The Great Raid

The Great Raid

Theatrical poster
Directed by John Dahl
Produced by Lawrence Bender
Marty Katz
Written by Carlo Bernard
Doug Miro
Starring Benjamin Bratt
James Franco
Connie Nielsen
Marton Csokas
Joseph Fiennes
Music by Trevor Rabin
Cinematography Peter Menzies Jr.
Edited by Scott Chestnut
Pietro Scalia
Distributed by Miramax Films
Release dates
  • August 10, 2005 (2005-08-10) (U.S.)
  • August 12, 2005 (2005-08-12)
Running time
132 minutes
Country United States
Language English
Budget $80 million
Box office $10.8 million[1]

The Great Raid is a 2005 war film about the Raid at Cabanatuan on the island of Luzon, Philippines during World War II. It is directed by John Dahl and stars Benjamin Bratt, James Franco, Connie Nielsen, Marton Csokas, Joseph Fiennes with Motoki Kobayashi and Cesar Montano. The principal photography took place from July 4, to November 6, 2002, but its release was delayed several times from the original target of fall 2003. The film is adapted from two books, William Breuer's The Great Raid on Cabanatuan City and Hampton Sides' Ghost Soldiers.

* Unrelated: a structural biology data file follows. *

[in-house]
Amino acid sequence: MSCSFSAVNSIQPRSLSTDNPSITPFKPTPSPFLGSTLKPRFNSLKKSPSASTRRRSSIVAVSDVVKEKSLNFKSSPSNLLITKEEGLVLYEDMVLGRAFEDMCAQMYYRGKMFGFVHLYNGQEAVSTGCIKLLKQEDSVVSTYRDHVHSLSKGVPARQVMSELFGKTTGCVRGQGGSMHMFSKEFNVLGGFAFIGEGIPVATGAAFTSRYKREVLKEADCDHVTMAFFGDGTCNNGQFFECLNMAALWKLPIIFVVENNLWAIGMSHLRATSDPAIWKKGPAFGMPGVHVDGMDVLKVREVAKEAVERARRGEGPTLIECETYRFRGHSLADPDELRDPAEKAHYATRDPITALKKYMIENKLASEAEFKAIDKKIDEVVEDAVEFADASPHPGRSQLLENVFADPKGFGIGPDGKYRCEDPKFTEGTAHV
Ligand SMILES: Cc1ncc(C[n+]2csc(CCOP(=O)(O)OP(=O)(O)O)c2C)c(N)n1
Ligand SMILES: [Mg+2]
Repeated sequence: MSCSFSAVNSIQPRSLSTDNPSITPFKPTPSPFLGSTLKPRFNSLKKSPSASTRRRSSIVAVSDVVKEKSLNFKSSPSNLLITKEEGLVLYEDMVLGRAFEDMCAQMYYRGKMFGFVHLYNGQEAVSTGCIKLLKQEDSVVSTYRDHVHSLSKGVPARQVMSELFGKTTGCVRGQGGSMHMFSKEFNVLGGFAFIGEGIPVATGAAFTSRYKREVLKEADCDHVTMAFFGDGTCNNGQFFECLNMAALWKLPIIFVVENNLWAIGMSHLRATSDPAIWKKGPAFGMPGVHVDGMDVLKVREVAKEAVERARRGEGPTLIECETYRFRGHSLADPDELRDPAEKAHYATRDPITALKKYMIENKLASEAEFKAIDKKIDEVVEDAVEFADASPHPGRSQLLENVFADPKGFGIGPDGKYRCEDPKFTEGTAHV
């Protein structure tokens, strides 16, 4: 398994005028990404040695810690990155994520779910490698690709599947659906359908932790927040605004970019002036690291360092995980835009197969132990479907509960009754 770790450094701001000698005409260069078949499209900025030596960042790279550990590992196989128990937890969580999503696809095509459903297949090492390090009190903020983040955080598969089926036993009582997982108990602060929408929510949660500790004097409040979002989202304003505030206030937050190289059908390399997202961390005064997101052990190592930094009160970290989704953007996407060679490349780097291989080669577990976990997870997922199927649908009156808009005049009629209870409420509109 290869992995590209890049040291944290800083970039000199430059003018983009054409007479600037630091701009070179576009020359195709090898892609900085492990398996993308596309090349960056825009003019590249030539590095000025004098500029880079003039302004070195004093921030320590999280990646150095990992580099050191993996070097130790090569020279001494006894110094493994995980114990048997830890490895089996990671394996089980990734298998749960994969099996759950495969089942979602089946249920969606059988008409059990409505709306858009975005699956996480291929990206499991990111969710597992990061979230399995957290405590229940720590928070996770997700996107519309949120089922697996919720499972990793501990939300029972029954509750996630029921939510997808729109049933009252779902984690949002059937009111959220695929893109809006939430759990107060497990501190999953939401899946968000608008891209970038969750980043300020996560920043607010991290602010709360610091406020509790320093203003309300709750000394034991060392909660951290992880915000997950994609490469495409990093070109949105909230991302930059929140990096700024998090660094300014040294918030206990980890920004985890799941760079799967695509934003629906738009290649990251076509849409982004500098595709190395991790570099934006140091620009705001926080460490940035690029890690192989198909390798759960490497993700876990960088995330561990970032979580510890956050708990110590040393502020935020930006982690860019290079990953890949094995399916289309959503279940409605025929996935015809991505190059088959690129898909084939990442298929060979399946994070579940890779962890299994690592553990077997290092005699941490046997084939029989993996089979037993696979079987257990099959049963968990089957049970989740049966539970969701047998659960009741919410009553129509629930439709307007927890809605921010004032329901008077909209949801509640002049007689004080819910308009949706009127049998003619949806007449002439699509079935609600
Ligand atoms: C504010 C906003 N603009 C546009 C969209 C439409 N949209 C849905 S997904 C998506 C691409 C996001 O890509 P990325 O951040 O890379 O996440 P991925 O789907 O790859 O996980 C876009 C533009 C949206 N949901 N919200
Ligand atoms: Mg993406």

The film opened in theaters across the United States on August 12, 2005, three days before the 60th anniversary of V-J Day.

The real-life efforts of Filipino guerrillas are also specifically highlighted, especially a stand at a bridge that delayed Japanese reinforcements. These units fought alongside Americans against Japanese occupiers during the war.


In 1944, American forces were closing in on the Japanese-occupied Philippines. The Japanese held around 500 American prisoners who had survived the Bataan Death March in a notorious POW camp at Cabanatuan and subjected them to brutal treatment and summary execution, as the Japanese view surrender as a disgrace. Many prisoners were also stricken with malaria.